Divorce is painful, time consuming, and it can be very expensive. However, if you are seeking a divorce that will be uncontested, and it will be fairly simple because there won’t be many assets to divvy up, it is possible that you can save a significant amount of money by filing yourself. A word of caution, though, because there are situations where a do-it-yourself divorce wouldn’t make sense, and, in fact, would be detrimental.

Are You a Good Candidate?

If your family’s assets and debts are straightforward, and you have all of the necessary related documentation at your disposal, then you may be a good candidate. Most importantly, though, it is critical that you and your spouse are in full agreement on all matters, including child custody and support, alimony (if applicable), and division of property. If there is animosity between you, or if you don’t have the time or patience to follow through, then it’s best to seek professional legal counsel.

People You Should Consult

Keep in mind that just because you feel that a do-it-yourself divorce is a good fit for your situation, that doesn’t mean that you will go it entirely alone. There are still several people you should consult along the way to ensure that you aren’t making any missteps. For example, your first stop should be to the county clerk’s office in your state. It’s a good place to start because, while the clerks are prohibited from giving legal advice, they can provide detailed answers to your questions about paperwork and the court procedure.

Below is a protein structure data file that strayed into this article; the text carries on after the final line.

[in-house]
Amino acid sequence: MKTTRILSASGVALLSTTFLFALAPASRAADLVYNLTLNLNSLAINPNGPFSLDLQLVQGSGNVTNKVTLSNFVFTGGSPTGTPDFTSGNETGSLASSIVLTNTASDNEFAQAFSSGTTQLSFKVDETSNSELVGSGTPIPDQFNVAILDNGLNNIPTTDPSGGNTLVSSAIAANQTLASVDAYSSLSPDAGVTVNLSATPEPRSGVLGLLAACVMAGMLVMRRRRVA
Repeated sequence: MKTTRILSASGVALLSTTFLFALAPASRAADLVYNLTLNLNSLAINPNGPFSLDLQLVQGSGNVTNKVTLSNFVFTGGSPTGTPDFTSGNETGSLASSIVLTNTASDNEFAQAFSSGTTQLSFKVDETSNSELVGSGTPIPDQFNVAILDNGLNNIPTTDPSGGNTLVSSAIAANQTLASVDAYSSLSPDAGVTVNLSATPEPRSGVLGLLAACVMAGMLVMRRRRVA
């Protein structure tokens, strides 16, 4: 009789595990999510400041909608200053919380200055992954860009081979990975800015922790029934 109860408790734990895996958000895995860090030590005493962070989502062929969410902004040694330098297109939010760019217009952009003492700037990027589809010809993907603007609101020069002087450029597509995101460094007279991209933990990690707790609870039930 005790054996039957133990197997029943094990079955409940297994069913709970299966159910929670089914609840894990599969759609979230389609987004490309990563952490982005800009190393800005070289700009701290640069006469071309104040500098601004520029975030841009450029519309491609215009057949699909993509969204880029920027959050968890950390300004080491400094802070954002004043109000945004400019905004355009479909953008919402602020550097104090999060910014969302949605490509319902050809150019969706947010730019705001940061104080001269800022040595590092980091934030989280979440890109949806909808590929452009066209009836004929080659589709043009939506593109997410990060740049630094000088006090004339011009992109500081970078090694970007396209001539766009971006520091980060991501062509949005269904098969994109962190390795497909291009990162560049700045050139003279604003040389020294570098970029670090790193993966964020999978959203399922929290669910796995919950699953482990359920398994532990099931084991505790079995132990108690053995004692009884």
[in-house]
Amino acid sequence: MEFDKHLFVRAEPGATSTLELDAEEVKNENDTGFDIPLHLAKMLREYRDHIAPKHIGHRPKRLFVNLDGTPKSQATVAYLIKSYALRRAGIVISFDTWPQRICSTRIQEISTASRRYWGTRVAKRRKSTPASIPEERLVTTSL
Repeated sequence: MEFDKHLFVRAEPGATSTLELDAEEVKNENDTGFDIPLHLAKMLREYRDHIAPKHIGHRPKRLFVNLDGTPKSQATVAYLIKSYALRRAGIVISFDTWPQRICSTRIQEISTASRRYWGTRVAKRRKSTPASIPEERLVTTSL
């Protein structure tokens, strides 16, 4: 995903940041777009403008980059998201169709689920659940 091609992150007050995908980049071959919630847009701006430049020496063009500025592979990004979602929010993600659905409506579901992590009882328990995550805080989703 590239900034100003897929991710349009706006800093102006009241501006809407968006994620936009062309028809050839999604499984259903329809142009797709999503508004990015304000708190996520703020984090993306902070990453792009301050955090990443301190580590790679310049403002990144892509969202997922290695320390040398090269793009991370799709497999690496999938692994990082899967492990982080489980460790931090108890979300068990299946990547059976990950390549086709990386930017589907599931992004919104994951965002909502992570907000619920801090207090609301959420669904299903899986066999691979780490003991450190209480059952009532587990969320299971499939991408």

If you need help preparing and filing the paperwork, it pays to contact a paralegal, or legal document preparer. They cannot give legal advice, but they can assist you in completing the forms and filing them with the court system. The cost will vary depending on your location, as well as other factors, including whether or not there will be a settlement, alimony paid, or if you have children. However, the cost of hiring a paralegal will pale in comparison to that of a lawyer. A paralegal will typically charge under $1000 to prepare and file your divorce documents.

An alternative to using a paralegal is the phenomenon of web-based services. It can be less expensive and a bit more convenient. However, online services are typically geared toward very simple divorces. Before signing on with a web-based service, make sure they are rated by the Better Business Bureau, and peruse online reviews.

Taxes are another consideration when divorcing. Depending on issues like the status of assets, as well as the age and number of dependents, divorce can carry with it some long term tax burdens. So it’s important that you educate yourself. Consider consulting a tax preparer, forensic accountant, or financial advisor who specializes in family or divorce issues. You may be charged for a consultation, so be prepared with information and documents they will need, as well as a complete list of questions you want answered. Seeking tax and asset advice is well worth the time and nominal fee to ensure that you avoid tax penalties.

The divorce process can be very costly, but it doesn’t have to be that way. If you’re a good candidate for a do-it-yourself divorce, and you seek the right support from highly qualified professionals, you can save a lot of money, stress and time.

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